Perl is built with a $^O variable that indicates the operating system it was built on. OpenVMS, VMS, To determine the architecture that you are running on  This variable contains the operating system name (e.g. sunos, solaris, hpux, etc.). It can be useful later on for setting defaults. Any spaces are replaced with underscores. It is set to a null string if we can't figure it out. osvers. This variable contains the operating system version (e.g. 4.1.3, 5.2, etc.).

The variable $^O (that's a capital 'O', not a zero) holds the name of the operating system.

Depending on what you want, it may or may not give the answer you want - on my system it gives 'linux' without saying which distro. I'm not so sure about what it says on Windows or MacOS.

Modules that provide OS-specific behaviors often need to know if the current operating system matches a more generic type of operating systems. For example  I am creating a small perl script on Windows. I want to determine the version of Windows i.e. XP, Vista, 7, 8, etc. How can I get this information?

new; os; device; perl; perl_build; perl_long; httpd printf "Perl version is %s\n" , $​info ->perl; printf "CPU: %s\n" , scalar $cpu ->identify;  This is my own attempt to document the Perl system() function as well as provide some usage examples and misexamples. The system() Basics. The system() function executes an operating system command by forking a child process and waiting for the child process to complete, returning some sort of exit status for the child that you can test.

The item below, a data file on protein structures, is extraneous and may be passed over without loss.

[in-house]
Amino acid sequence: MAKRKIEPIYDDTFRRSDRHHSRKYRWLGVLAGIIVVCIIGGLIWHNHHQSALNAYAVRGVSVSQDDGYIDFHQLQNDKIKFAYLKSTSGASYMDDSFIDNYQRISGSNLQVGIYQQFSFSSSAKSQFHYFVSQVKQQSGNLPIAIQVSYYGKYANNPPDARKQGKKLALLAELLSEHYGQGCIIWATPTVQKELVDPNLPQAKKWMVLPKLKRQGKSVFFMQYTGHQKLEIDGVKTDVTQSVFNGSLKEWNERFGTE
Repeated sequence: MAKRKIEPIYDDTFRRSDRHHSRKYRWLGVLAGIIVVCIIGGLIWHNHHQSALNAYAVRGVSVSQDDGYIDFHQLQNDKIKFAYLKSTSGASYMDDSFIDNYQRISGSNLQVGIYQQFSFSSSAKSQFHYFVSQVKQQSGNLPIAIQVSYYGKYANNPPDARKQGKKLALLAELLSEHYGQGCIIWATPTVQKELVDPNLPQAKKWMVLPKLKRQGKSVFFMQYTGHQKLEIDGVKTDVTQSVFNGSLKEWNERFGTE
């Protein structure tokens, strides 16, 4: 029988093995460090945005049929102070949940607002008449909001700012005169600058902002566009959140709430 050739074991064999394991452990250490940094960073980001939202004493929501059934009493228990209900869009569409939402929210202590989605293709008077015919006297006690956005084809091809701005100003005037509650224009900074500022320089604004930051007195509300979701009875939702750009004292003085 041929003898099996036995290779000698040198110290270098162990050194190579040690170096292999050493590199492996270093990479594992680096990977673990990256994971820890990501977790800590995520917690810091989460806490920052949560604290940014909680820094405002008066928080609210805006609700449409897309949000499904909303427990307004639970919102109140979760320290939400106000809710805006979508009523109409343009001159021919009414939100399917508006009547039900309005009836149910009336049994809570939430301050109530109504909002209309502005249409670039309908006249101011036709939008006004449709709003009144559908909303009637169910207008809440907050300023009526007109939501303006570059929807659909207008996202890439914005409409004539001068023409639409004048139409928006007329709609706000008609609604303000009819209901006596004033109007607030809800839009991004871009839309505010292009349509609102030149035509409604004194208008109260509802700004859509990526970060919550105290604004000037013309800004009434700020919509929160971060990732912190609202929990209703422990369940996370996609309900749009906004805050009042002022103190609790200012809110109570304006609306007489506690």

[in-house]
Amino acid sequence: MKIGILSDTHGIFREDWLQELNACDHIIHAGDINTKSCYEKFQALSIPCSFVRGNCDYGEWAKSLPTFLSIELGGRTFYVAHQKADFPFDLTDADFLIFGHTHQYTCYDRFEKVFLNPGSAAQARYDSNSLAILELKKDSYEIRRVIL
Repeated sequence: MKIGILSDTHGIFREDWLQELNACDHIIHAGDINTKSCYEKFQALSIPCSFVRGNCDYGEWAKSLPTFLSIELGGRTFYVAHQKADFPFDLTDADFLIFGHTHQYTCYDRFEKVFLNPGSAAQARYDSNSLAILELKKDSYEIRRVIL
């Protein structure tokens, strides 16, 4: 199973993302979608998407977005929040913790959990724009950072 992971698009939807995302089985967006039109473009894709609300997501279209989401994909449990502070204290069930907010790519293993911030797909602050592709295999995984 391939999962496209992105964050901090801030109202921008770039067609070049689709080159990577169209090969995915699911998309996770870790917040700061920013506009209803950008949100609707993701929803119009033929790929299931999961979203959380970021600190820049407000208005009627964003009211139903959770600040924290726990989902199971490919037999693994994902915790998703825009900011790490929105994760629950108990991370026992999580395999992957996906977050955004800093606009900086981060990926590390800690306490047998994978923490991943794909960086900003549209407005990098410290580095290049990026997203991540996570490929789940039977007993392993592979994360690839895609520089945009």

Just a very simple command to determine the operating system in which the script is running #!/usr/bin/perl print "The OS in which the script is  The above command will put the files into a single string, demarcated by the newline character. Perl system () function spawns a child process and goes to the sleep mode, while the command is being executed. $^O is a string which contains the name of the current operating system on which the Perl script is run.

This page explains how to find Perl version from a command prompt or using a Find Out Perl Version From a Linux / Unix / BSD / OS X Shell Prompt $^V can be used to determine whether the Perl interpreter executing a  Find answers to Perl script to detect IP, browser name/version, operating system from the expert community at Experts Exchange

Comments
  • Why do you need to know? [There may be a more appropriate answer to your question, depending on what (if anything) it is you're doing that's platform-dependant.]
  • Thanks :) And for other people who may use this answer, cygwin perl returns "cygwin", so there are two possibilities for Windows.
  • More than two; there's was a dos port, and the os2 port used to be able to run on windows. All possible values of $^O are in theory documented in <perldoc.perl.org/perlport.html>.
  • print "$^O\n"; does indeed print "darwin" on my Mac OS X sysem.
  • @ysth typo in your link by the way
  • In case anyone gets temporarily stuck on this because you're getting STDOUT_TOP0 as the output, make sure you're using $^O instead of $^0. I can't tell you how I know this, but trust me...
  • win32 uses a deprecated function GetVersionExA. This does not work vor Version > 6.2
  • @MayraDelgado Indeed, and it looks like there is no direct replacement. Which is why someone who needs this should figure out how to fix it and provide a pull request. I rarely use Windows anymore anyway, so it isn't likely to be me.
  • This would have been a better answer, if only it would support Mac. I prefer the compiler-aided functions, to the maintenance-problem strings.
  • This is probably the best answer out of all of these. Unfortunately it's not voted as popular because no one wants to do any research on their own beyond Stack Overflow. I am going to add to the answer so lazy people don't have to go through all of the hard work of clicking on a link. :P
  • Except if you're running darwin os !
  • Crap! You're right! Making it case sensitive seems to fix it. I've corrected it above. Good catch!
  • the case-sensitive version doesn't detect "cygwin"